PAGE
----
Fly-tipping almost doubles in Falkirk Council area as staff fears raised

Fly-tipping in the Falkirk Council area almost doubled last year, while staff shortages and social distancing left the service unable to cope after years of budget cuts.

Thursday, 4th November 2021, 2:54 pm
Picture Michael Gillen. Fly tipping and rubbish stock photo.

Fly-tipping across the area increased by 91 per cent, rising from 2,101 in 2019/20 to 4,013 in 2020/21, a report for Falkirk Council’s scrutiny committee revealed.

It shows that while Falkirk usually matches other local authorities’ performance, there was a dramatic fall during the lockdown period.

This report compares badly with neighbouring West Lothian, where fly-tipping complaints have plunged over the last three months.

The report says that more people being at home throughout the pandemic led to large amounts of household waste being deposited in and around litter bins, which only added to the problem. A Keep Scotland Beautiful audit found that several sites had levels of litter that were much higher than usual throughout the pandemic. However, not all of the service’s woes can be attributed to Covid.

The report also shows a “clear correlation” between service budget reductions and fewer sites recording an acceptable cleansing rating.

In 2015/16 £300,000 was cut from the service’s budget; in 2016/17 a further £200,000; and in 2019/20 another £300,000. Those are the equivalent of 16 full-time members of staff, although no redundancies were made.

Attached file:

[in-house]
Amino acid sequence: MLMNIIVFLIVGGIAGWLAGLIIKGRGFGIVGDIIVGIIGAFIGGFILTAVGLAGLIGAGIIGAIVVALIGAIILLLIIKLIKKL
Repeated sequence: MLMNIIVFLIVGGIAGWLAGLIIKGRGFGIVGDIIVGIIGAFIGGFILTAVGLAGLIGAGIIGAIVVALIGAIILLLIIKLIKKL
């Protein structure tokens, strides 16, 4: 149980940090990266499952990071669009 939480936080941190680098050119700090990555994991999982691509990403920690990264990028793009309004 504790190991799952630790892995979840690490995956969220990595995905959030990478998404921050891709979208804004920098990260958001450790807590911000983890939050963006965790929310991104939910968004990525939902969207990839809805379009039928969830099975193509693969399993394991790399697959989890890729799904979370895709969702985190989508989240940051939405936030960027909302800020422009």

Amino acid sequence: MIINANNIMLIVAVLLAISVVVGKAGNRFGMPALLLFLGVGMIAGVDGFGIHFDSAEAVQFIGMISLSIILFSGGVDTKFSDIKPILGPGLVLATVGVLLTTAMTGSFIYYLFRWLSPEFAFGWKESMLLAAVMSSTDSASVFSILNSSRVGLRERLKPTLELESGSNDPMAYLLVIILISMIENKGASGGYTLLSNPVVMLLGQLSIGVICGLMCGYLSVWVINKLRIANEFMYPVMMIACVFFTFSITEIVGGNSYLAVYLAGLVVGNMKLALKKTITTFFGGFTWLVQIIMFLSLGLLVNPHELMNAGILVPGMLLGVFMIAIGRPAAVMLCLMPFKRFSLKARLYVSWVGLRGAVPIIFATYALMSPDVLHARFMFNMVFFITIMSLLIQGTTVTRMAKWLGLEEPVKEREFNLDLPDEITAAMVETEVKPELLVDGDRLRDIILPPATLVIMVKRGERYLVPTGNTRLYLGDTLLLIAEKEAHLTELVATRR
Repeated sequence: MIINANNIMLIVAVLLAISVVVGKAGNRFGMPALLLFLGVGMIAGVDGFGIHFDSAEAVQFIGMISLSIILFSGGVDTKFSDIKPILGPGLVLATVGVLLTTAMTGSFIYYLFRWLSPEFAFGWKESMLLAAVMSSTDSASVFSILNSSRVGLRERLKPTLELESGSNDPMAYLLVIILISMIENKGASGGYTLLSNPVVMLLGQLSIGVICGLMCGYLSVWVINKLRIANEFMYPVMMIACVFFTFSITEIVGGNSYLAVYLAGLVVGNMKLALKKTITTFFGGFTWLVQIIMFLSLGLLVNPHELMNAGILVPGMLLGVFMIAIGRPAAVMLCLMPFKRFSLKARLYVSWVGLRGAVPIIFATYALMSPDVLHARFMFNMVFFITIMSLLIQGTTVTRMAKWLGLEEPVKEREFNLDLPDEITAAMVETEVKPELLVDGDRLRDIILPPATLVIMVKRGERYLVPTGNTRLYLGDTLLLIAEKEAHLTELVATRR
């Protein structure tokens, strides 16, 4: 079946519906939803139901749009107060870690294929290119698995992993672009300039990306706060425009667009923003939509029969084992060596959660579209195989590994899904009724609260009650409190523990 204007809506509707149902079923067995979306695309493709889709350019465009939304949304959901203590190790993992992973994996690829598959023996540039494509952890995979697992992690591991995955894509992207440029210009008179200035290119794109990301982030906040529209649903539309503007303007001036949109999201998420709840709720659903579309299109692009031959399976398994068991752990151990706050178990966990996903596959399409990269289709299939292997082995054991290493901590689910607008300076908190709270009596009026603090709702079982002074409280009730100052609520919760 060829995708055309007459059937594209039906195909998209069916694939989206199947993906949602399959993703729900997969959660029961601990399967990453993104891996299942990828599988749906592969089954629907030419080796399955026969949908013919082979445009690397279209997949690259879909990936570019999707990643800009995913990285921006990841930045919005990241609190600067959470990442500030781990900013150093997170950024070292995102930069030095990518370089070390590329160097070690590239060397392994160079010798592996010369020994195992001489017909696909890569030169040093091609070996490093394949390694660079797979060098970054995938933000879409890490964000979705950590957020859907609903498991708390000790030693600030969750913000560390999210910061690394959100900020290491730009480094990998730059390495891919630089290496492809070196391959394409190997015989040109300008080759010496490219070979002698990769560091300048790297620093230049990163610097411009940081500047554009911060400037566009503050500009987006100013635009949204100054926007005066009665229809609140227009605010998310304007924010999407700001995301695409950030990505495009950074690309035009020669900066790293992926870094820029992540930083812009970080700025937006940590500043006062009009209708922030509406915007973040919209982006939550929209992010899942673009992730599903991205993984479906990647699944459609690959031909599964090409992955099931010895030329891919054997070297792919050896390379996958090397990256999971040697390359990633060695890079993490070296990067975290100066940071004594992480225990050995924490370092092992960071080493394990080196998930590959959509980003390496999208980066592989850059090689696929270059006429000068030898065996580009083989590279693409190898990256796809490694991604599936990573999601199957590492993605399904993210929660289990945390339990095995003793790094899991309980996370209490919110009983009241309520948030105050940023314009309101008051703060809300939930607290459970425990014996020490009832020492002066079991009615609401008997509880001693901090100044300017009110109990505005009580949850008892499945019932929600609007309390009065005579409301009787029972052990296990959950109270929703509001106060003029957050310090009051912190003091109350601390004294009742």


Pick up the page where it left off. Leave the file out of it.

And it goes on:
This year’s budget did allocate an additional £50,000 to help with the problem of removing fly-tipping from private land where no landowner details are available – but the report highlights that next year’s will almost certainly be looking for more savings to be made.

Looking to the future, however, the report is hopeful that technology will play a part in making up for the loss of staff. Bin sensors are being piloted in various rural locations. These tell the council how full the bin is, its temperature and location and whether it is upright or not. The real-time information allows the service to track what’s happening in each location so that staff can be employed more efficiently.

The service hopes that the data will build up a picture of littering and fly-tipping that will mean resources can be used more effectively, with targeted journeys helping to cut their carbon emissions.